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Thursday, September 21, 2023
Sept. 21, 2023

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Greater Vancouver Chamber of Commerce in the business of helping

Program offers coaching, workshops, consultations

By , Columbian staff writer

Creating big change with few resources isn’t easy, but the Greater Vancouver Chamber of Commerce proved last year that it is possible.

In 2022, the chamber received a $75,000 grant from Clark County, which came from the nearly $95 million awarded to the county through the federal government’s COVID-19 pandemic assistance package.

“When the community was hit with the pandemic, it was very clear there were companies that needed the chamber’s support, but we also realized no company should be threatened with having to close their doors one or two weeks into a pandemic or a crisis of any sort,” said Janet Kenefsky, vice president of membership and operations for the chamber.

With the pandemic relief funds in hand, the chamber scaled up its Business Pathways to Opportunity and Development program.

“We wanted to make sure that every company had the ability to withstand a pandemic. But also, how do you take those skills and thrive during non-pandemic times, during the good times?” Kenefsky said.

The program provides educational workshops, drop-in consultations, individual coaching sessions and cohort coaching sessions to business owners at no charge, to chamber members and non-members alike.

Kenefsky said the program is designed to match businesses with their needs, where and when they need it.

“If educational workshops work for you, we’ll provide you with opportunities to drop in on workshops, hear from speakers, walk through programming,” she said. “You get homework to do, and you can listen on your own time or join us when they’re live.”

The most popular element of the program is the individual coaching sessions. Kenefsky said the sessions allow business owners to sit down one on one with a coach, who can walk them through every aspect of their business.

“That gives the business owner a way to raise their hand and say, ‘Hey, listen, I don’t know how to do this very well. I need some help.’ And they can go through that in a confidential manner,” she said.

Taking a hands-on approach to helping businesses is a big part of the program. For example, Kenefsky said rather than directing someone looking to start a new business to the secretary of state’s website for answers, the coaches work to provide those answers.

“Starting a business in the state of Washington is very cumbersome and oftentimes very confusing. We sit down, and we walk you through the whys, we walk you through if you should be (a limited liability company) or an S corp or a B corp — what are the tax advantages, what are the disadvantages? They do their homework,” she said.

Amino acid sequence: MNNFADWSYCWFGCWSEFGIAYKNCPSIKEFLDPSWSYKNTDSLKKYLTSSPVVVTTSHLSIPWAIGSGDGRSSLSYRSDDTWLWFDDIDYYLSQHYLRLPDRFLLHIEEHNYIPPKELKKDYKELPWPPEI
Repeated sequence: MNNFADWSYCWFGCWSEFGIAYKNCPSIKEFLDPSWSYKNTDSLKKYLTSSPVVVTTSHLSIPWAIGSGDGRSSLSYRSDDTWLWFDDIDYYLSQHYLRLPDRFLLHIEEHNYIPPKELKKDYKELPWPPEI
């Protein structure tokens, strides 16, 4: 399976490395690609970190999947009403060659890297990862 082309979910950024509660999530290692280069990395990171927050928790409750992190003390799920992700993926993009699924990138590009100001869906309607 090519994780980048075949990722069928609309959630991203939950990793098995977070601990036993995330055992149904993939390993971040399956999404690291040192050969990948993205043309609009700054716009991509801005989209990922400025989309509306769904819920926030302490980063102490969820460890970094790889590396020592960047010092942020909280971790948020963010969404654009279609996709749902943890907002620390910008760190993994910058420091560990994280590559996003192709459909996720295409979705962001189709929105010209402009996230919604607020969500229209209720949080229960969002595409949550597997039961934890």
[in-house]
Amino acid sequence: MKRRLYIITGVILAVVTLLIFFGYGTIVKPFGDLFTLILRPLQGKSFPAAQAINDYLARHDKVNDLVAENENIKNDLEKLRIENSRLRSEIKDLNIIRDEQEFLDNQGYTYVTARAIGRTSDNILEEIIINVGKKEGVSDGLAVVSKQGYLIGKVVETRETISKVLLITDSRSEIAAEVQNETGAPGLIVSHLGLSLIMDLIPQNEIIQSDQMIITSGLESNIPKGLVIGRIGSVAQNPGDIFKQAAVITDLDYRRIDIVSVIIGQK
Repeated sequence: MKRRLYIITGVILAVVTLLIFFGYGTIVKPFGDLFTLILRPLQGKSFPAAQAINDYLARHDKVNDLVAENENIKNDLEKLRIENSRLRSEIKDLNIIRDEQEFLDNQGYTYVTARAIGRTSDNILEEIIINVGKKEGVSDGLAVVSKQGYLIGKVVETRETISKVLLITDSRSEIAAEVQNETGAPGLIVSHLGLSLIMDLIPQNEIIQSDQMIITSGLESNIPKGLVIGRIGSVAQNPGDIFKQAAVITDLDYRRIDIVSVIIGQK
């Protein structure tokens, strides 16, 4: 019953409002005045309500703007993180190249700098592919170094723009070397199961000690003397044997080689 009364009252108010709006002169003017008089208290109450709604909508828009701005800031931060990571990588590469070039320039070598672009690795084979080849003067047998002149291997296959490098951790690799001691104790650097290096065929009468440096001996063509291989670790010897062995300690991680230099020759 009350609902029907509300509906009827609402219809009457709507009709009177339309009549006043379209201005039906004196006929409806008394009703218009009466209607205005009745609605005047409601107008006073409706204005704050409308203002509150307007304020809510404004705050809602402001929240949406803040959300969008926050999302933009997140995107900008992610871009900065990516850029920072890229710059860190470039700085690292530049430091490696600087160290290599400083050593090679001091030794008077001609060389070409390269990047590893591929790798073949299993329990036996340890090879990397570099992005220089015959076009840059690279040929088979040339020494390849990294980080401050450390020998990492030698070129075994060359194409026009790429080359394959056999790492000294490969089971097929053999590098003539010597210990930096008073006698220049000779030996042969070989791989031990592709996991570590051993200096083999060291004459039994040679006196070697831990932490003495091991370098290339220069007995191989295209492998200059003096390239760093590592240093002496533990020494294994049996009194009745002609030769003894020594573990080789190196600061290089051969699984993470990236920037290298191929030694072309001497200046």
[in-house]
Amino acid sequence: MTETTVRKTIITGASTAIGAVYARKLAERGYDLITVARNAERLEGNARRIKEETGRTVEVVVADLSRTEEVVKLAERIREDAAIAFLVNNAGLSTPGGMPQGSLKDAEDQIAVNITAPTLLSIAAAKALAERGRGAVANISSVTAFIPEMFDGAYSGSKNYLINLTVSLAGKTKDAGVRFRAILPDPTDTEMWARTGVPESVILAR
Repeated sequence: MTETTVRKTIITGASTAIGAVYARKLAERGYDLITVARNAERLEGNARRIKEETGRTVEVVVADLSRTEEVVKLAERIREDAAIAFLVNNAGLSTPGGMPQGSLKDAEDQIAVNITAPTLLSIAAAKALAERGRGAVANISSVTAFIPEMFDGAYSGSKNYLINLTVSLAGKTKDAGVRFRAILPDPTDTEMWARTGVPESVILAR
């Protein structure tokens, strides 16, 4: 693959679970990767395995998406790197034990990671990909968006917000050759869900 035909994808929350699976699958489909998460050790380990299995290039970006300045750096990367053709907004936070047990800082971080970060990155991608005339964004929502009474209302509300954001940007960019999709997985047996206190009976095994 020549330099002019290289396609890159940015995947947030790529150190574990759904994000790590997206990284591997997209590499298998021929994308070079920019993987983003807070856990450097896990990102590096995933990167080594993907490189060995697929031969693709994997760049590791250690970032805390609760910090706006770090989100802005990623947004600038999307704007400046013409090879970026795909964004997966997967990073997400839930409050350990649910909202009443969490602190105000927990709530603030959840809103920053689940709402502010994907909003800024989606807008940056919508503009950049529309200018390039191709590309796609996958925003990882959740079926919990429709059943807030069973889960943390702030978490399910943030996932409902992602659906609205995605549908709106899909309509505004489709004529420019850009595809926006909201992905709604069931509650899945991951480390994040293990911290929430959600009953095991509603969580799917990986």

Once those questions are answered, the coaches will move on to things such as identifying the business’ target customers, building a brand, and learning how to maximize resources and focus on marketing, among other topics.

“The chamber, like other organizations, looks to support the small businesses, micro-enterprises, with opportunities to learn and grow and maybe fill the gaps in their business acumen,” Kenefsky said. “If you’re a chef and you own a restaurant, we can help you with the management part.”

That assistance can include bringing in financial advisers to help with foundational skills — tracking revenue and expenses, creating a profit-and-loss statement, and reporting those figures to the government.

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Creating a network

The cohort coaching sessions are similar to the individual coaching sessions, but they group businesses together.

“That’s where we start building community,” Kenefsky said. “We’re going to put you with eight to 10 other businesses in the same realm, and you’re building community with them. Now, you have eight to 10 other companies that you know you can reach out to over the years.”

Creating that network allows businesses to share their experiences and skills, and gives owners someone to turn to for advice, she said.

The popularity of the cohort coaching sessions led the chamber to create nonprofit, food court, and health and wellness cohort groups.

When the Business Pathways to Opportunity and Development program was launched last year, the goal was to get 40 companies or businesses to sign up.

“We ended up getting over 200 companies, and we get companies signing up every single day,” Kenefsky said.

The chamber now has companies from nearly every city within the county participating in the program. It is hopeful that a second round of grant funds will become available, which would allow the chamber to expand the program.

“We wanted to target the refugee communities. We do have some Afghanistan refugees and others going through the program. They’re business owners in their home countries but came over here, and a lot of them are working in retail right now just to have a job,” Kenefsky said. “We’re working with them on how to properly build a company here in the United States and state of Washington.”

For more information about the Business Pathways to Opportunity and Development program, go to www.vancouverusa.com/business-owners/businesspod.